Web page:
Former New York Sen. Al D'Amato booted from plane in Florida

Former New York Sen. Al D'Amato booted from plane in Florida
Source: AP
Source: AP

He's no longer in the U.S. Senate, but Al D'Amato still knows how to make a speech.

The former lawmaker got escorted off a plane Monday night in Florida, as shown in several social media videos, apparently after complaining about a pre-takeoff delay. 

"This is Broward County Sheriff's Office escorting former Sen. Alfonse D'Amato off the plane for complaining about the delay and asking for fellow passengers to please move to back of plane so we can fly," wrote passenger Jacqueline Galante, who posted the video Monday night to Facebook

"This is real and this is happening now!!!!"

The clip shows an obviously ticked-off D'Amato in the aisle, encouraging others on the flight to join him in a walkout. 

"We can still speak in this country," D'Amato, now a political consultant, says in the video. "And what you're doing to me — and I want to tell you this: I'm making an appeal to all you people. You want to know what? Stand up for what's right and walk out with me. That's the only thing they'll know.

"Stand up and walk out. Here's a gentleman who's doing it. Stand up and walk out. If you don't, then what do you stand up for? Come on."

Amid the hubbub, a flight attendant is heard over the public address system announcing, "Ladies and gentlemen, we'll be ready to go once everyone's in their seat with their seat belt fastened."

The delay, annoying as it may have been, was a veritable blip in time compared to D'Amato's famous 15-hour, 14-minute filibuster in the Senate in 1992 and an even longer one that preceded it in 1986.

A separate video clip posted to Twitter shows a bit of the earlier action, with D'Amato getting props from others on the plane as he's escorted away.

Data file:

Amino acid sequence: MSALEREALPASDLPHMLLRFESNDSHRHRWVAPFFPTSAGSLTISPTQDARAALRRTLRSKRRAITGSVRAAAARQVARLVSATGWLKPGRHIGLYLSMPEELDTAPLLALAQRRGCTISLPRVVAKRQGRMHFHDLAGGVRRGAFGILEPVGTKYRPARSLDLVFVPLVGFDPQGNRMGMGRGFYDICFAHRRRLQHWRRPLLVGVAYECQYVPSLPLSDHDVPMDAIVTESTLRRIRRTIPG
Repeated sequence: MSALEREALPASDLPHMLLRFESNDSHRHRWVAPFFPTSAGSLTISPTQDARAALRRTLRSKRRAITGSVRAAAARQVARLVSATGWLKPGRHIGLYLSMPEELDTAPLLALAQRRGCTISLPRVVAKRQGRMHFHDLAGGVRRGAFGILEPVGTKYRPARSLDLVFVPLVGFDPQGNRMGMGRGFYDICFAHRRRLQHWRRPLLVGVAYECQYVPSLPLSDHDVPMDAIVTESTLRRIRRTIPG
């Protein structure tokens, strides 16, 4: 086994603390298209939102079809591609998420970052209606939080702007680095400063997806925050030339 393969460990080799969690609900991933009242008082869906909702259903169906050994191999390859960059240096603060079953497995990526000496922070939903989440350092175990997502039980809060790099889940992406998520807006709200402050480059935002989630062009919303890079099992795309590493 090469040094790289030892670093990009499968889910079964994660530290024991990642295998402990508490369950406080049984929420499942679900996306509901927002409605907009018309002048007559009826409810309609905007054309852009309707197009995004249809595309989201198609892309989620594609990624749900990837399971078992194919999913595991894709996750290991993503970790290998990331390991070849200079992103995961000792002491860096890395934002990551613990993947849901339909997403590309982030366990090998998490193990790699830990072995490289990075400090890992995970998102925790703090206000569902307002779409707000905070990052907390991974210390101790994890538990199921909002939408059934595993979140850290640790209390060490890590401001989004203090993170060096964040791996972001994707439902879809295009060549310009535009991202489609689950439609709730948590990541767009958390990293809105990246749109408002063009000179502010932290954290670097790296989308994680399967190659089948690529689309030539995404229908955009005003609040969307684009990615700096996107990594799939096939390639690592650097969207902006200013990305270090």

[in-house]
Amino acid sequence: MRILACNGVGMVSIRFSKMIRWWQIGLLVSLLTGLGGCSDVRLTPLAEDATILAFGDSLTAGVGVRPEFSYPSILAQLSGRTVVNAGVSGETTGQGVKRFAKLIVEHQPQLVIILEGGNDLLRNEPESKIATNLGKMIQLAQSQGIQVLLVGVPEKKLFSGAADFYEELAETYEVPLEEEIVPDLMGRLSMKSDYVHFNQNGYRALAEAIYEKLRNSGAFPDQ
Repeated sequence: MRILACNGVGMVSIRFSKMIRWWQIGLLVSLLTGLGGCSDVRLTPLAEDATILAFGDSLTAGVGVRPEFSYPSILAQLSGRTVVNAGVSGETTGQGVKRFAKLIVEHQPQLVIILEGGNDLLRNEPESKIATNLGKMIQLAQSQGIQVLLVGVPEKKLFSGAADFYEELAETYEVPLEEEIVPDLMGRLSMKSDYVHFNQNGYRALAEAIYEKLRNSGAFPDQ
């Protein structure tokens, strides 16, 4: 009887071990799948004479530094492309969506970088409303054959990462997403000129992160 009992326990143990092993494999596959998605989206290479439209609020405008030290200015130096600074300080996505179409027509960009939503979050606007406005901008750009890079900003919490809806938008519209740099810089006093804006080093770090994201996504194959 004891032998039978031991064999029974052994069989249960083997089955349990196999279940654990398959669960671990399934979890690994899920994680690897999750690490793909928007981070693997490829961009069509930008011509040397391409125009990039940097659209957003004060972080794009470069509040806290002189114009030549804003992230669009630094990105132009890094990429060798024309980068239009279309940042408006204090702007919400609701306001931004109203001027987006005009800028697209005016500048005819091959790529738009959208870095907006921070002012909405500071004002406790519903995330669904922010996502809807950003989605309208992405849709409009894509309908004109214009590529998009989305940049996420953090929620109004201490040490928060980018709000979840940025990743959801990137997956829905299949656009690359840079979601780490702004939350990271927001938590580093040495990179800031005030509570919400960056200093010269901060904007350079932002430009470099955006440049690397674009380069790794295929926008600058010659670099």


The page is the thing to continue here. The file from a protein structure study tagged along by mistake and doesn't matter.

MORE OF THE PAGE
"How is this OK in any way? I don't understand," a woman's voice is heard saying. "This is not right at all."

Another voice chimes in: "Do we still live in America?"

According to a bio on the website for his consulting firm, Park Strategies, D'Amato "had a distinguished 18-year career in the U.S. Senate, served as chairman of the Senate Banking Committee, was a member of the Senate Appropriations Committee — specializing in defense and transportation issues — and served on the Senate Finance Committee."

A spokesman for D'Amato, dubbed "Senator Pothole" for his attention to the workaday concerns of his constituents, said an a statement Tuesday afternoon that the ex-lawmaker and the airline had worked things out:

"Anyone who knows Senator D'Amato knows he speaks his mind – but in this case he spoke after a long and demanding trip to Florida to visit an ailing friend, a five hour airport ground delay, additional delays as the crew sought to deal with weight and balance issues and then sleep deprivation," spokesman Gary Lewi emailed Mic

"JetBlue has apologized to the senator for overreacting and the senator apologized for speaking his mind at a time when he clearly had left his patience at the gate."

A D'Amato spokesman says the former lawmaker has a history of speaking his mind.
Source: 
Travis HEYING/Getty Images

Separately, JetBlue spokesman Morgan Johnston emailed in response to a request for information on the dustup: "Out of respect for our customers' privacy, we don't share customer details, but I can confirm that a customer was removed from Flight 1002."

Johnston added, "The decision to remove a customer from a flight is not taken lightly. If a customer is causing a conflict on the aircraft, it is standard procedure to ask the customer to deplane, especially if the crew feels the situation runs a risk of escalation in-flight."

12:04 p.m.: This story has been updated.

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Celeste Katz

Celeste Katz is senior political correspondent at Mic, covering national politics. She is based in New York and can be reached at celeste@mic.com.

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